Explore Supreme Court opinions, overview essays, academic discussions, and other resources to get the full picture of how the United States’ culture of free speech and First Amendment law has developed over the years. Whether you’re an educator looking for classroom resources, a college student trying to understand your First Amendment freedoms on campus, or generally interested in your rights, our library and FIRE’s resources are here to help.
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The Washington Constitution provides that no public money shall be appropriated or applied to religious instruction. Following this constitutional command, Washington does not grant college scholarships to otherwise eligible students who are pursuing a degree in theology. Does the Free Exercise Clause of the First Amendment require the state to fund religious instruction, if it provides college scholarships for secular instruction?
Whether the district court erred by upholding portions of the "soft money" provision (section 101) of the Bipartisan Campaign Reform Act of 2002 (BCRA), Pub. L. No. 107-155, 166 Stat. 81, because it constitutes an invalid exercise of Congress' power to regulate elections under Article I, Section 4, of the Constitution; violates the First Amendment or the equal protection component of the Fifth Amendment; or is unconstitutionally vague. Whether the district court erred by upholding portions of the "electioneering communications" provisions (sections 201, 203, 204, and 311), of BCRA, because they violate the First Amendment or the equal protection component of the Fifth Amendment, or are unconstitutionally vague. Whether the district court erred by holding nonjusticiable challenges to, and upholding, portions of the "advance notice" provisions, the "coordination" provisions, and the "attack ad" provision of BCRA (section 305), because they violates the First Amendment.
Whether a corporations public relations campaign refuting working conditions at its plants is commercial speech entitled to reduced First Amendment protection or noncommercial speech entitled to traditional free-speech protection.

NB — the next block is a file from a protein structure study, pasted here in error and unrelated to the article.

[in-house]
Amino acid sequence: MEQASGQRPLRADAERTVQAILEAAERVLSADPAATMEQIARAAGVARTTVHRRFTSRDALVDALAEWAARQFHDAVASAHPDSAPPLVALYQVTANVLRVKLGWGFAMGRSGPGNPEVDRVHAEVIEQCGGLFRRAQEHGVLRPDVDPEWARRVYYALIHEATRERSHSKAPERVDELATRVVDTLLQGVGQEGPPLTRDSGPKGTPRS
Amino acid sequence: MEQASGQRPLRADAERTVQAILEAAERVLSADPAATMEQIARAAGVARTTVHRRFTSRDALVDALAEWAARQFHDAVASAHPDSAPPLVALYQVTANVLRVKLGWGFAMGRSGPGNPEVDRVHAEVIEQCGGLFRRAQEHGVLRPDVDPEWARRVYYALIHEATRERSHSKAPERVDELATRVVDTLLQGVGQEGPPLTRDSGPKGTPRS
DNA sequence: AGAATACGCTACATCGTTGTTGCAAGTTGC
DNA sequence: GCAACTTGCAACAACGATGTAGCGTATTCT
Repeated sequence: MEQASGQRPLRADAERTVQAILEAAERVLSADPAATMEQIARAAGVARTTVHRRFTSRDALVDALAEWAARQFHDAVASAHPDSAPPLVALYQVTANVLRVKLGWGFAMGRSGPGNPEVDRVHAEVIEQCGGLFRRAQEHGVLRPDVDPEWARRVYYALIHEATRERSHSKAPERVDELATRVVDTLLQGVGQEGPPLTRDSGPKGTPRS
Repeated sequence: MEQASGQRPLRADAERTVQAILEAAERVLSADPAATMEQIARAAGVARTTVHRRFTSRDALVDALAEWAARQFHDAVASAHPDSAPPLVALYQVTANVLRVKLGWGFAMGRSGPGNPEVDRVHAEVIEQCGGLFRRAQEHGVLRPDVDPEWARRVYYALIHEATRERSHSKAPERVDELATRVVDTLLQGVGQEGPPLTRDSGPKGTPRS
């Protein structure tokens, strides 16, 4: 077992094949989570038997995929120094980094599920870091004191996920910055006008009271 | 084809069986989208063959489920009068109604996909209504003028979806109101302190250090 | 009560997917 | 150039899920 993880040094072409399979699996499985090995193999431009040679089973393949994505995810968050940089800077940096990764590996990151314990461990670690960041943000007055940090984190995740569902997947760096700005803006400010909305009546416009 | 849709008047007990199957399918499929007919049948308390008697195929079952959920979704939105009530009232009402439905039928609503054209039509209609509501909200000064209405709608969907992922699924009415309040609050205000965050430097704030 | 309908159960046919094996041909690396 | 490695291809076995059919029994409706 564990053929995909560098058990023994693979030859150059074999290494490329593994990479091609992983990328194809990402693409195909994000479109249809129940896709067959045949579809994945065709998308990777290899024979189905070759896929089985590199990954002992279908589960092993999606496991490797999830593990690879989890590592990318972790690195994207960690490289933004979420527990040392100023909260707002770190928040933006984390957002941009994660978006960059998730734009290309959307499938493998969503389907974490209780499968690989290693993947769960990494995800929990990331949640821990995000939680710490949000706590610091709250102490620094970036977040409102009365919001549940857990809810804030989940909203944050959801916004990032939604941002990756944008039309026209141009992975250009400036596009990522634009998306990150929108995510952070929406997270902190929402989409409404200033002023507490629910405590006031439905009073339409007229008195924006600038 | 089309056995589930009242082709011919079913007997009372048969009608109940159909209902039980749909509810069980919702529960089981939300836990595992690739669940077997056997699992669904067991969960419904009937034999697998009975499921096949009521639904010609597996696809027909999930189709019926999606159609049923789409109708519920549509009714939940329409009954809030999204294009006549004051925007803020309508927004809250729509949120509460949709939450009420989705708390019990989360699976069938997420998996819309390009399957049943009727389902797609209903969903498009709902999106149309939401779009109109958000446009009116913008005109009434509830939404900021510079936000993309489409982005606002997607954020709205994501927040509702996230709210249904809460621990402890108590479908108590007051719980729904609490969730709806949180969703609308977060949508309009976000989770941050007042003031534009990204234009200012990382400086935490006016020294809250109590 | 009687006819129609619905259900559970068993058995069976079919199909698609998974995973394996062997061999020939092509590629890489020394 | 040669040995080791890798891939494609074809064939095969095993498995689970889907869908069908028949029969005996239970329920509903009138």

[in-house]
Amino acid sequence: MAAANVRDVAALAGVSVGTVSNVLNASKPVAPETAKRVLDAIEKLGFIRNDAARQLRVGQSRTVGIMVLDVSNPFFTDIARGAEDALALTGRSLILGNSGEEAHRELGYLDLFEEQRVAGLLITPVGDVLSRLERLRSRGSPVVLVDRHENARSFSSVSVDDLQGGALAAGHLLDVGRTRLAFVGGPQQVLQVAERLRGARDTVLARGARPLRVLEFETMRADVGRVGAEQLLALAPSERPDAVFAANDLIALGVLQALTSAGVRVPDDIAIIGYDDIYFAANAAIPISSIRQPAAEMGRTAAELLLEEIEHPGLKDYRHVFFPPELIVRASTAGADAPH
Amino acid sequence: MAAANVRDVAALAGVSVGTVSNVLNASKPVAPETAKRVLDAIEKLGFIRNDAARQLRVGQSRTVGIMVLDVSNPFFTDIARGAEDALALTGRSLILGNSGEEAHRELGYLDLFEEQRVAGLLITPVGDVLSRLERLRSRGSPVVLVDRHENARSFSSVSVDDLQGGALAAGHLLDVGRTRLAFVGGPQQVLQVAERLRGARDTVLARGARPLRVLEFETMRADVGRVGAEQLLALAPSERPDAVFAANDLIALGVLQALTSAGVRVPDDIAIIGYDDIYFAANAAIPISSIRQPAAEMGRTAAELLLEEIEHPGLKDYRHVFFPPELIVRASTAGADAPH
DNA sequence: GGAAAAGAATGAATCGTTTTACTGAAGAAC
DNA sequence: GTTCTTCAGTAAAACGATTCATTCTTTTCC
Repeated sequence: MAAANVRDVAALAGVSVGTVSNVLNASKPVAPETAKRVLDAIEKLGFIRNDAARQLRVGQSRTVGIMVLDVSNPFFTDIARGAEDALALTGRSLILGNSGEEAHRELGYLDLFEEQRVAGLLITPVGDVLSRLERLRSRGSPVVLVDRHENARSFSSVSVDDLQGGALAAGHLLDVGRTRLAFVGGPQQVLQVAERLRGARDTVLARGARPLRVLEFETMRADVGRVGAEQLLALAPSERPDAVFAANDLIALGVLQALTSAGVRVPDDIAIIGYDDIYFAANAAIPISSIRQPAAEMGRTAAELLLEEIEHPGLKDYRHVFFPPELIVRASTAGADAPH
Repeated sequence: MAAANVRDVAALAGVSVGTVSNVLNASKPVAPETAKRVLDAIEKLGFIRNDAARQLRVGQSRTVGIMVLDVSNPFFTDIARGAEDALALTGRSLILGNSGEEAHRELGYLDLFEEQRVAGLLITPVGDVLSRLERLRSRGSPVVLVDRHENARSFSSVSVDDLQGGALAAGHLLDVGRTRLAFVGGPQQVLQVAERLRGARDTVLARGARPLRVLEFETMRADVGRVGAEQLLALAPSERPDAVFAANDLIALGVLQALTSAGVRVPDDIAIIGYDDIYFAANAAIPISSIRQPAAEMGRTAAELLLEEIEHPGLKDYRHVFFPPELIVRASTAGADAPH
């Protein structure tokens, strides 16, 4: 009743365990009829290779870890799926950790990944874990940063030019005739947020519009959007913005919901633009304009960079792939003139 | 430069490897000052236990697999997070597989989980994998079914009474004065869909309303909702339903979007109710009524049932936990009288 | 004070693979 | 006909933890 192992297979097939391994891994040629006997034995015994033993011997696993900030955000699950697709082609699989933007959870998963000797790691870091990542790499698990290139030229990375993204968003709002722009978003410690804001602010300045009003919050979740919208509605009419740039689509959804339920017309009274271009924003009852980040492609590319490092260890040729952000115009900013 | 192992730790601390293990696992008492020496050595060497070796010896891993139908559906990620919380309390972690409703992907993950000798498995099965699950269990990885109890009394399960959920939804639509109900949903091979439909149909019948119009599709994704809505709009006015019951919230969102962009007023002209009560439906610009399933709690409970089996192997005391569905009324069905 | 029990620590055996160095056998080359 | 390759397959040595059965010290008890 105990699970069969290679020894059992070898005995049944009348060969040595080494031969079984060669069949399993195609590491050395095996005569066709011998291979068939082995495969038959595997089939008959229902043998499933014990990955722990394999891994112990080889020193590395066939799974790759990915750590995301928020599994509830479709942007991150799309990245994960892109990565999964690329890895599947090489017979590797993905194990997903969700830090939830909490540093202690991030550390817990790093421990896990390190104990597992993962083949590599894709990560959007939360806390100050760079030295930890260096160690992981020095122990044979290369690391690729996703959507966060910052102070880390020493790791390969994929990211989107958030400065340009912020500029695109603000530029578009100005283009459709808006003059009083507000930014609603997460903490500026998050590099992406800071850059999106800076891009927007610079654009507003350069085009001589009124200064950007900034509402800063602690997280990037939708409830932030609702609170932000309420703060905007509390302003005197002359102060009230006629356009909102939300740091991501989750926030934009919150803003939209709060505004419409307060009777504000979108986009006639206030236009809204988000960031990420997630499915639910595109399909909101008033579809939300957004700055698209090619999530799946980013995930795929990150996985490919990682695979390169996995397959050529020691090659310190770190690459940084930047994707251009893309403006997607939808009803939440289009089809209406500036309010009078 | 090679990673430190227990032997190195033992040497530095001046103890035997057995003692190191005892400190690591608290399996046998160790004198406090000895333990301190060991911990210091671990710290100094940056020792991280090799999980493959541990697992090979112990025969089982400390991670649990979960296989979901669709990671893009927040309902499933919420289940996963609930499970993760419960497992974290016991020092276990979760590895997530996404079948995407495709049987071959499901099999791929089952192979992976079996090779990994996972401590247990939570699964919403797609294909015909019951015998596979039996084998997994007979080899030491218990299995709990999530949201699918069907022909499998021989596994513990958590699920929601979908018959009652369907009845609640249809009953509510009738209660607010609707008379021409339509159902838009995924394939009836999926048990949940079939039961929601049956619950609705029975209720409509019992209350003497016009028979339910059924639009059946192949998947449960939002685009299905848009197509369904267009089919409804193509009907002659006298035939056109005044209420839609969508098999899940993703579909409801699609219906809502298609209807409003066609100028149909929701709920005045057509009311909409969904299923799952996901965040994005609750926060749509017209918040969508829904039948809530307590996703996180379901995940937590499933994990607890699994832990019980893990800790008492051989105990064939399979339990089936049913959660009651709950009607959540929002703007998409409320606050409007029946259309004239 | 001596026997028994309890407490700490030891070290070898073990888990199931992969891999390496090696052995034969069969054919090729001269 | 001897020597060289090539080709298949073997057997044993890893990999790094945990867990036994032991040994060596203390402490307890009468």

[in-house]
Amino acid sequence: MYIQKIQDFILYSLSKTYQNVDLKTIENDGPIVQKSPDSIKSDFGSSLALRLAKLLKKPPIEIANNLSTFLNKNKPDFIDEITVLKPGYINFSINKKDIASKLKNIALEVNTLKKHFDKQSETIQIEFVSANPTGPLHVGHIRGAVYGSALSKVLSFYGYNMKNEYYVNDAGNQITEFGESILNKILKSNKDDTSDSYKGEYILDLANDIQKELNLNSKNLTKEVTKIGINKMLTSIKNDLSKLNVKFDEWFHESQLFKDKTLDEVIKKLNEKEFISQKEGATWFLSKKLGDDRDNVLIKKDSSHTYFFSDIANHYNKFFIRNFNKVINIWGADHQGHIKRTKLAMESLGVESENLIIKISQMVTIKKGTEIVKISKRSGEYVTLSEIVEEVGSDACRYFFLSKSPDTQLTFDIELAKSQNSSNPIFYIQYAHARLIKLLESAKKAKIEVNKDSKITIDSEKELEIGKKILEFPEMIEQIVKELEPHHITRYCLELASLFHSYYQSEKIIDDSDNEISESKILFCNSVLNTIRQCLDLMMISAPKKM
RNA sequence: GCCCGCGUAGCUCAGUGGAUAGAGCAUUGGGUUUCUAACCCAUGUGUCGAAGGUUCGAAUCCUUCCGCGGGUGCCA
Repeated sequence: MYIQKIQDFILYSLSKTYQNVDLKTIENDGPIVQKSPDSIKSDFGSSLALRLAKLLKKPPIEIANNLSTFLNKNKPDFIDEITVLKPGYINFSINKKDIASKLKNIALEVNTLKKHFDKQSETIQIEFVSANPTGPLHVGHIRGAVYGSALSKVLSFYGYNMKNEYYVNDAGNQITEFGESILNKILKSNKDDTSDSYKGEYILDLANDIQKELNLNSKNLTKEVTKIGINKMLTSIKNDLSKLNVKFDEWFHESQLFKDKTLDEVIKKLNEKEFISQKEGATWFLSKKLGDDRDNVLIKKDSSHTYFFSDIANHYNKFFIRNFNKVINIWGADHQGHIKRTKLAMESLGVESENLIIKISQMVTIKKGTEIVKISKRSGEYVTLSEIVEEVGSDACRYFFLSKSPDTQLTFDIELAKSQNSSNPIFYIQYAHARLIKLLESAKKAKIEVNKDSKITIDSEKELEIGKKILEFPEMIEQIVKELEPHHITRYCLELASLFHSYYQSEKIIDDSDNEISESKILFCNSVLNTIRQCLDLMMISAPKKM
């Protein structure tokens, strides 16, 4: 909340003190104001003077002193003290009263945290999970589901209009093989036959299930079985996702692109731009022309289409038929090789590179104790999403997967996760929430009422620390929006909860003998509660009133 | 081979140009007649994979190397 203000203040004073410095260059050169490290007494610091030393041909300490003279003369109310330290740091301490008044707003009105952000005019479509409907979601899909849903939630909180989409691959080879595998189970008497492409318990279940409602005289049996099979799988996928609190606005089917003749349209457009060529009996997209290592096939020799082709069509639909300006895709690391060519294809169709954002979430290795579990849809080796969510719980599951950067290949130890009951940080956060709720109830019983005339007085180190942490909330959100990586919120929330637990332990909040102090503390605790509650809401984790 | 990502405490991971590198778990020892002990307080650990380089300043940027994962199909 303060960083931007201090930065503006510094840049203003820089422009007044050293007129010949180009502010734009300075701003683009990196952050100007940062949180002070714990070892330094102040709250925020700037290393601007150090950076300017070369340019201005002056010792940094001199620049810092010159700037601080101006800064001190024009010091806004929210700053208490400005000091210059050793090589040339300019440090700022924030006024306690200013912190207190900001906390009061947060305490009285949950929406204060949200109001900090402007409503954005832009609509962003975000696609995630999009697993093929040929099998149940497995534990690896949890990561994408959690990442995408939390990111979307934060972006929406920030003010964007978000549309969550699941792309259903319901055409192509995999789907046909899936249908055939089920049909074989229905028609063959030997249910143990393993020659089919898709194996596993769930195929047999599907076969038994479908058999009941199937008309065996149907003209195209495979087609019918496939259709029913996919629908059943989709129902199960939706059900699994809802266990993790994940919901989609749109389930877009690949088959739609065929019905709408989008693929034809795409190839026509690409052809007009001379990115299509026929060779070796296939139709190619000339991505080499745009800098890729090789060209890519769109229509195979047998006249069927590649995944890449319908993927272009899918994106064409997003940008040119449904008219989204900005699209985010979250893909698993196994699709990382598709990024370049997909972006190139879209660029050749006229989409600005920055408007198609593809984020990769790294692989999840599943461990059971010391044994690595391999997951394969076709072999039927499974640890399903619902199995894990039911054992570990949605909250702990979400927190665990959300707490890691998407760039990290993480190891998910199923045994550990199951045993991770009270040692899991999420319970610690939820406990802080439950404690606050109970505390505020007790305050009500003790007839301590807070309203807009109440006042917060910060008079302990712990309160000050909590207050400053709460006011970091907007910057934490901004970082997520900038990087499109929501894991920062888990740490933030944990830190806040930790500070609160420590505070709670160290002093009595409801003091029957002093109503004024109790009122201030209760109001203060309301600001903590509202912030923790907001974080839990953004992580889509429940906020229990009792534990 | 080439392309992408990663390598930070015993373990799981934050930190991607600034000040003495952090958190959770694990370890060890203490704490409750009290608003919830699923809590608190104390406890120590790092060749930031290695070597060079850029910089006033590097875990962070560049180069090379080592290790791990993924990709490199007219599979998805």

Whether the Children's Internet Protection Act (CIPA) induces public libraries to violate the 1st Amendment, thereby exceeding Congress's power under the Spending Clause by providing that a library that is otherwise eligible for special federal assistance for Internet access in the form of discount rates for educational purposes under the Telecommunications Act of 1996, 47 U.S.C. 254(h), or grants under the Library Services and Technology Act, 20 U.S.C. 9121 et seq., may not receive that assistance unless the library has in place a policy that includes the operation of a technology protection measure on Internet-connected computers that protects against access by all persons to visual depictions that are obscene or child pornography, and that protects against access by minors to visual depictions that are harmful to minors, a condition of the receipt of federal funding.
Whether certain advocacy groups can contribute to candidates campaigns. Currently, only individuals, political action committees, political parties and other campaign committees can give to candidates. More specifically, the issue is whether North Carolina Right to Life and other nonprofit advocacy corporations groups that raise money not through business ventures but through donations from supporters can make campaign contributions. Such groups have neither business interests nor shareholders.